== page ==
A love of film came at an early age for LIGHT-REEL© creator, Alan Strack.

In fact, in some ways, it was almost predetermined.


Alan’s grandparents owned and operated several movie theatres throughout their lives, including one of the

nation’s first drive-ins which first began showing movies in 1952.

Family holidays were spent visiting his grandparents in Oneonta, NY a small town upstate. They owned two

movie theatres there so almost every night Alan was at the movies, sometimes going twice a day.


“I basically grew up playing in the aisles of their theatre. Some days we would catch a matinee in the

afternoon, come home for dinner, then go right back for the evening feature. With all that access I saw

a lot of movies and probably some I shouldn’t have been allowed to see! Ultimately, though, this unique

childhood would cultivate a huge passion for film that remains with me to this day. I still get nostalgic

goosebumps when I walk into an old theatre and smell the popcorn!”


Alan’s film fascination began with collecting movie posters from his grandparents’ theatres. Soon, a simple

collection developed into more than just a hobby.  Alan’s bedroom became a shrine to all kinds of films, with

everything from John Carpenter’s, The THING, to James Cameron’s Aliens. He was captivated by the power

of a movie poster to draw you in and set the stage and tone for the movie. This was all done in a simple,

backlit 27 by 41 frame outside the entrance to the theatre. The poster, along with the preview which summarized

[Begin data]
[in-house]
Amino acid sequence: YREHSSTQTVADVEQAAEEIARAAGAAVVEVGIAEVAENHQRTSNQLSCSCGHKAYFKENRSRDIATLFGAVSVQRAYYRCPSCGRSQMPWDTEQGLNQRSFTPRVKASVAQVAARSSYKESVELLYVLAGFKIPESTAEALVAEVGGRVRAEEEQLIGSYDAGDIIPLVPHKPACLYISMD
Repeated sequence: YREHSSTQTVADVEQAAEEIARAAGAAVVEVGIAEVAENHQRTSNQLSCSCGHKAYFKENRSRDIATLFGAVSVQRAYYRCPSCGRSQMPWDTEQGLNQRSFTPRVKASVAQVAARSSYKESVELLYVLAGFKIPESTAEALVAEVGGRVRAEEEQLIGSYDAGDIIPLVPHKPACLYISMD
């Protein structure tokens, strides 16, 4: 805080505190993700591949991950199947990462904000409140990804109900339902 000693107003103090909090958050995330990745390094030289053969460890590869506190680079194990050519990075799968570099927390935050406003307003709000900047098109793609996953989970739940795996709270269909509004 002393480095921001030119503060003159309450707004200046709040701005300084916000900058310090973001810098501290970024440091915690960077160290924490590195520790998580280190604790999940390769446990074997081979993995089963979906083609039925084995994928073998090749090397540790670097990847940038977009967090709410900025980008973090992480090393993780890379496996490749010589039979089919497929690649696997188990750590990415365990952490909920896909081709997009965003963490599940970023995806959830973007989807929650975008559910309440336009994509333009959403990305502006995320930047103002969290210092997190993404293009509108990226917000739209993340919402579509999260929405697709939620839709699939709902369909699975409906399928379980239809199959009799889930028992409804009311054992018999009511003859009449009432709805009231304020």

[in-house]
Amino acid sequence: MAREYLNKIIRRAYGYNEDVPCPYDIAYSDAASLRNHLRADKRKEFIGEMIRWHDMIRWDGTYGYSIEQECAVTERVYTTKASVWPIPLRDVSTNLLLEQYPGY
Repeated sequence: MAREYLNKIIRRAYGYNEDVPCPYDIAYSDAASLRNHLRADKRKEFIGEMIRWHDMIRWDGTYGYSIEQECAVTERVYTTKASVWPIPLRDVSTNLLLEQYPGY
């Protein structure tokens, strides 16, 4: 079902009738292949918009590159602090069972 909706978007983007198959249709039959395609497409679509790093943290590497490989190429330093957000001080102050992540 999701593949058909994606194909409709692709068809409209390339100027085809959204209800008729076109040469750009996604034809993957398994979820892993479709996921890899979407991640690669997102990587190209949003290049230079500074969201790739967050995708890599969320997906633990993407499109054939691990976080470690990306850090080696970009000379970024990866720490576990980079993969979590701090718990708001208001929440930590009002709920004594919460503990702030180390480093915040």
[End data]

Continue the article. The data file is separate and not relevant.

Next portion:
the movie in two minutes or less,  became the first points of connection for the moviegoer.

A movie, at the simplest level, is created by a beam of light passing through cellulose to form an image on

the giant screen.

As an adult, Alan began looking for a way to combine his graphic design background as an art director into

the artistic use of film. When his grandparents’ theatres closed, he inherited an extensive catalog of movie

trailers which had been destined for the trash. Many years, and layers of dust later, Alan conceived a concept

of how a series of small images could combine into a larger, abstract visual.


“I started by working with the idea of the large film poster lightboxes taking inspiration from the ones

I had seen outside of the theatres as a young boy.

At the most basic level, my boxes are just an abstracted version of the original movie poster. 

All the elements from the film are there only transformed into an overall grid pattern of light and color.

These boxes to me are not only simple expressions of abstract forms and patterns but also as a visual cue

to a memory from one’s past.  Most people have a favorite film from their youth.  These frames are

built out of the passion for the films from my past.  These are the films that inspired my growing up and

I hope in creating these frames that somehow they can inspire others as well"

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